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This article will explain the laws relating to leave. You have the right to some type of leave during your period of employment, whether you are under contract or not. The types of leave are explained in Chapter 3 of the Basic Conditions of Employment Act No. 75 of 1997 (the Act). However, the Act only applies to employees who work 24 hours or more a month for one employer.

The categories of leave are:

  1. annual leave;
  2. sick leave;
  3. maternity leave; and
  4. family responsibility leave.

The conditions of leave described by the Act are as follows. However, if you and your employer agree, you may change some of these conditions:

  1. Annual leave

    The annual leave cycle is described as 12 months' employment with the same employer. It begins when the employee starts work with that employer, and ends on the day before the anniversary date that the employee started working for the employer and commences again on the anniversary date and so on.

    An employer must give you at least 21 days' annual leave on full pay for every annual leave cycle. This may be:

    You must get your annual leave within six months after the end of the annual leave cycle. If you ask in writing for unpaid leave, the employer must grant you unpaid leave. You must receive the same amount of pay when returning from unpaid leave.

  2. Sick leave

    A sick leave cycle is the period of 36 months' employment with the same employer, starting when you start working, and every three years after that.

    For every 36 months, you may get as many days paid sick leave as the number of days you would normally work in six weeks. In the first six months of the 3 year cycle, you may get only one day's paid sick leave for every 26 days worked. The same conditions relating to pay apply as with annual leave.

    An employer may ask for a medical doctor's certificate if you are absent from work for 2 or more consecutive days.

  3. Maternity leave

    Maternity leave is regulated by 4 sets of laws, namely:-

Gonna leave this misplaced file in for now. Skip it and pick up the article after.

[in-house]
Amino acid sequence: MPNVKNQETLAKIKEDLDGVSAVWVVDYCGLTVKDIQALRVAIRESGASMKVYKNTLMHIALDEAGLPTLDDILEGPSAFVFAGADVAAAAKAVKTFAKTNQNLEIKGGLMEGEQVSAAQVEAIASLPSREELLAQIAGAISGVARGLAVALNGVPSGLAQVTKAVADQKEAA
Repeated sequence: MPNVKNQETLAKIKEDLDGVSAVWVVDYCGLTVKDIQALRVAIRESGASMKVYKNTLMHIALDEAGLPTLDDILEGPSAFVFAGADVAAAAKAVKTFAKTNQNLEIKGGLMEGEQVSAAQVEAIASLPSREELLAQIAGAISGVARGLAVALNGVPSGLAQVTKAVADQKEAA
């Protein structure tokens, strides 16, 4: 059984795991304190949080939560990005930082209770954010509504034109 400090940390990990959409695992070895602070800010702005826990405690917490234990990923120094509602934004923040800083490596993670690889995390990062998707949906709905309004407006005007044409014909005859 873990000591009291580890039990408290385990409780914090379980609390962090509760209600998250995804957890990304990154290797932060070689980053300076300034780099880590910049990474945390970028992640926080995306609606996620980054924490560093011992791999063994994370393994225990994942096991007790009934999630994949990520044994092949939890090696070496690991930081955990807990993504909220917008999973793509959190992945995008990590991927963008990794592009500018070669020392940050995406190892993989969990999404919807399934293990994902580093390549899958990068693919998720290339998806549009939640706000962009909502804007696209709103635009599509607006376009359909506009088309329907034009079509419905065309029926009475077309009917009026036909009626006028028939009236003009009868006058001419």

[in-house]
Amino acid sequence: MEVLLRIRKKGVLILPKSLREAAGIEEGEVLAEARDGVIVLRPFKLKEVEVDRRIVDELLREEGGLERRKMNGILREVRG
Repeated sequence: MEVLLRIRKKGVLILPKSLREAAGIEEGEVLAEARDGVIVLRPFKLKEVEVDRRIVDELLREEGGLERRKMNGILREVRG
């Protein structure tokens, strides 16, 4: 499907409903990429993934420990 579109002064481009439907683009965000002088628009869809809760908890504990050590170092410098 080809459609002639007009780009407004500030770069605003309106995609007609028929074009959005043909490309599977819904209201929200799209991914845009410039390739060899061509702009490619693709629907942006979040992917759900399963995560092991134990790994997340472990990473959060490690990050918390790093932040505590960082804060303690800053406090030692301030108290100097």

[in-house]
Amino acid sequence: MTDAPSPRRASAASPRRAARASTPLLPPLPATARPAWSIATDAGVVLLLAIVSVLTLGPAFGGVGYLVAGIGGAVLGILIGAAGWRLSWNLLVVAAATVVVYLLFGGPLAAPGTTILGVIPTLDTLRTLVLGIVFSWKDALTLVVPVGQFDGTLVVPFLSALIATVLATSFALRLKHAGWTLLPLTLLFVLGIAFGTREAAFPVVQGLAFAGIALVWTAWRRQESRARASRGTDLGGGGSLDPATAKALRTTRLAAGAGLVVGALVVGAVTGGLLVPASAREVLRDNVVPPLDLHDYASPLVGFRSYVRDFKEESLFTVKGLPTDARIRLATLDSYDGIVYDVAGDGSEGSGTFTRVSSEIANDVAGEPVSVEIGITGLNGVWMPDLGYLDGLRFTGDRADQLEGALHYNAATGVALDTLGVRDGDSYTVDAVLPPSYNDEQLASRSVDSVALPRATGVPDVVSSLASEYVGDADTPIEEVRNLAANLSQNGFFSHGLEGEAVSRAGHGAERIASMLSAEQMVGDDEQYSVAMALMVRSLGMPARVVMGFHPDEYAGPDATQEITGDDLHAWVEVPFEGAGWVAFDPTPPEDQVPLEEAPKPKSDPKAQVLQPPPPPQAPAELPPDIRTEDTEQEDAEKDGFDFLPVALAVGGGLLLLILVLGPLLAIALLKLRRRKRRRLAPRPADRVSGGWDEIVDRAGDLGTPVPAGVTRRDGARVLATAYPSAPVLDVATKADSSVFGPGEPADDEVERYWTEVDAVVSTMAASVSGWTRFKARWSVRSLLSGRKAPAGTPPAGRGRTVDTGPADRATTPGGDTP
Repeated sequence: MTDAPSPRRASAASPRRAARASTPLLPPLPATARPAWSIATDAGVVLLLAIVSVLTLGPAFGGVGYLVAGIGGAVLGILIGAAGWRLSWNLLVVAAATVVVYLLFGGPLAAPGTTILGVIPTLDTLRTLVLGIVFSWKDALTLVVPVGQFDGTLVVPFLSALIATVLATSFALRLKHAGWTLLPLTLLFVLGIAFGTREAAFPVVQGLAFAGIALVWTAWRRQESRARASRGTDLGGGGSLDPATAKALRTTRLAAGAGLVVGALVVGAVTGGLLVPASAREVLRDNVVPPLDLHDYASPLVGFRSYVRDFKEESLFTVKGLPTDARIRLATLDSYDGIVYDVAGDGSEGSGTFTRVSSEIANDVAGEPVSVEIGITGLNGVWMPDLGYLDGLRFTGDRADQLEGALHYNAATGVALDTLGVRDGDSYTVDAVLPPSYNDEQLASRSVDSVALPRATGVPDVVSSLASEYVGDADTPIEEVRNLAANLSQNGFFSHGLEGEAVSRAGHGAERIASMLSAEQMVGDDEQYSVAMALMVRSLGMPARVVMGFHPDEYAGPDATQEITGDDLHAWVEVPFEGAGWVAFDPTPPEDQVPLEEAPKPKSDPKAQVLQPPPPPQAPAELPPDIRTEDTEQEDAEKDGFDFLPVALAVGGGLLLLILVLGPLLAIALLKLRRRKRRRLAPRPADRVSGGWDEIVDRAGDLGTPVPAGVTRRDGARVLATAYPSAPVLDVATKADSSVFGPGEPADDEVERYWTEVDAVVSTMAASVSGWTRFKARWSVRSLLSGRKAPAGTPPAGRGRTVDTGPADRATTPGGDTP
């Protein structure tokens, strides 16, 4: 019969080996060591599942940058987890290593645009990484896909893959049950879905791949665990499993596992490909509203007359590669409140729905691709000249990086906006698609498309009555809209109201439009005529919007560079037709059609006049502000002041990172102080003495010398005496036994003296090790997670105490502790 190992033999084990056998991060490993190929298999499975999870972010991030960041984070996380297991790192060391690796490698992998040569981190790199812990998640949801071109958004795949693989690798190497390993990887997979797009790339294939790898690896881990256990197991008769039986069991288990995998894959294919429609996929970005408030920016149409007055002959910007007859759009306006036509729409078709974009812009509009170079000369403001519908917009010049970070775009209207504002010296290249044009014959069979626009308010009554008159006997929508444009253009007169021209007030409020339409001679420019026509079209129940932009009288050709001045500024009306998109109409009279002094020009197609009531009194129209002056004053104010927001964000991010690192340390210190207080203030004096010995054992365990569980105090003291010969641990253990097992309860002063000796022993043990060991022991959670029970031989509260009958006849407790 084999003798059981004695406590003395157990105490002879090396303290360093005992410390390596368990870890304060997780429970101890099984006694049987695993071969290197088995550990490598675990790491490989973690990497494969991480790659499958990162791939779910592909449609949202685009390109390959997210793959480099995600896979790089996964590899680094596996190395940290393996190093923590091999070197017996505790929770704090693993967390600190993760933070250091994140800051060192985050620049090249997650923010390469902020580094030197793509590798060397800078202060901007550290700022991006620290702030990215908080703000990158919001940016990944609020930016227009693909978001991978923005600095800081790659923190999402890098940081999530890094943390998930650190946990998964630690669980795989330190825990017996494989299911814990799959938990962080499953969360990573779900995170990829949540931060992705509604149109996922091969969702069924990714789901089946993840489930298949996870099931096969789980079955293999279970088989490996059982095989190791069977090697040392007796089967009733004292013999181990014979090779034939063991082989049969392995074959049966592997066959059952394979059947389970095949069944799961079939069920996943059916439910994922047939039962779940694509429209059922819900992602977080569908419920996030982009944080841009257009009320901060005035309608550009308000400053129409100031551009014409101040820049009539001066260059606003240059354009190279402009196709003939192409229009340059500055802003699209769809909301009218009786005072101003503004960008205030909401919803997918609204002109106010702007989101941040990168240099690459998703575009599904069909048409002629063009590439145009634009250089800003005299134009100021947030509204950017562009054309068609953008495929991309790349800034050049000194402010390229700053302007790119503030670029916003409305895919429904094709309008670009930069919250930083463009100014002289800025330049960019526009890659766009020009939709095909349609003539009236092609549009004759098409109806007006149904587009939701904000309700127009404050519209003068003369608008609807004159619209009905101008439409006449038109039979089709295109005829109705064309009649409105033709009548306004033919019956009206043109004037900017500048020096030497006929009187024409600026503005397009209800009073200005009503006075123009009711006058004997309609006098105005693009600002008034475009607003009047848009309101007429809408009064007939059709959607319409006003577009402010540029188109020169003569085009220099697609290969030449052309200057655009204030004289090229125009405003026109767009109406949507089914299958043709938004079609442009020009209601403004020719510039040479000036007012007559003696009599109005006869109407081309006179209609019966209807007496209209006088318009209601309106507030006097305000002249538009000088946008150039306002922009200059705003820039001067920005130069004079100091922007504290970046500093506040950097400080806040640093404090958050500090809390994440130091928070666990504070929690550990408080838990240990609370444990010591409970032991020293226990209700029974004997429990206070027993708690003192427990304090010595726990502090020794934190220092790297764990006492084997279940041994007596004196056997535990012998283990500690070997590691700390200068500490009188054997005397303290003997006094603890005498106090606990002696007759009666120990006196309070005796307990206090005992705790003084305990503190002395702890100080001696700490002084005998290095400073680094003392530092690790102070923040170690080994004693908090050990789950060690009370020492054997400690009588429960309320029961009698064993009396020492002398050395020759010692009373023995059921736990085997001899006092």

1. The Basic Conditions of Employment Act, sets the period of leave;
    2. The Labour Relations Act, which gives the employee the right to return to work after the period of leave;
    3. The Employment Equity Act, which protects employees from discrimination for reasons related to pregnancy; and
    4. The Unemployment Insurance Act, which provides for the payment of maternity benefits to employees on maternity leave.

    Maternity leave can be taken for four months consecutively at any time from four weeks before the birth of the baby. You may return to work before the end of the four months, but not within 6 weeks of the birth of the baby, unless you have a certificate from a doctor or midwife. As maternity leave is unpaid, so you may decide to take paid annual leave during maternity leave.

    If you earn less than R97 188 per annum, you may claim unemployment benefits during maternity leave for a period of up to 26 weeks from when you stopped working. (Section 37 of the Unemployment Insurance Act).

  4. Family Responsibility Leave

    The law does not allow for "paternity leave". However, a new father can take paid "family responsibility leave" for a maximum of 3 days. You can also take this leave in other situations, such as when a family member passes away or when your child is ill. However, your employer can ask for reasonable proof of these events.

Members of the Mallinicks Women's Forum write the articles, which offer basic legal advice.
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